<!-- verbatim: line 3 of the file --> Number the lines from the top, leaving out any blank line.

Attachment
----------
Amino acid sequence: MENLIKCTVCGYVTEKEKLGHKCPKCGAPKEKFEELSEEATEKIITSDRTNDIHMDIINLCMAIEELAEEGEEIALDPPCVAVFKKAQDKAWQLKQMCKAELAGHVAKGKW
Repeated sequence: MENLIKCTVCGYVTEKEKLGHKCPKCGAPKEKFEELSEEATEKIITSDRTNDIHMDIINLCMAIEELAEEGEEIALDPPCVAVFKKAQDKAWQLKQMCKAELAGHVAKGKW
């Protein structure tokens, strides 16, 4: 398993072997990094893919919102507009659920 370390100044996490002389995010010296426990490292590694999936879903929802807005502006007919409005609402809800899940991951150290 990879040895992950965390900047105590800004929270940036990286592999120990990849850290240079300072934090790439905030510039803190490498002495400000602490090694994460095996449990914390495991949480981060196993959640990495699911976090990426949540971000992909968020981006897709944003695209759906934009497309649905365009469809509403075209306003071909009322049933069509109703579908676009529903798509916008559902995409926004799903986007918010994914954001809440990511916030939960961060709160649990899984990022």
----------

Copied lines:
């Protein structure tokens, strides 16, 4: 398993072997990094893919919102507009659920 370390100044996490002389995010010296426990490292590694999936879903929802807005502006007919409005609402809800899940991951150290 990879040895992950965390900047105590800004929270940036990286592999120990990849850290240079300072934090790439905030510039803190490498002495400000602490090694994460095996449990914390495991949480981060196993959640990495699911976090990426949540971000992909968020981006897709944003695209759906934009497309649905365009469809509403075209306003071909009322049933069509109703579908676009529903798509916008559902995409926004799903986007918010994914954001809440990511916030939960961060709160649990899984990022």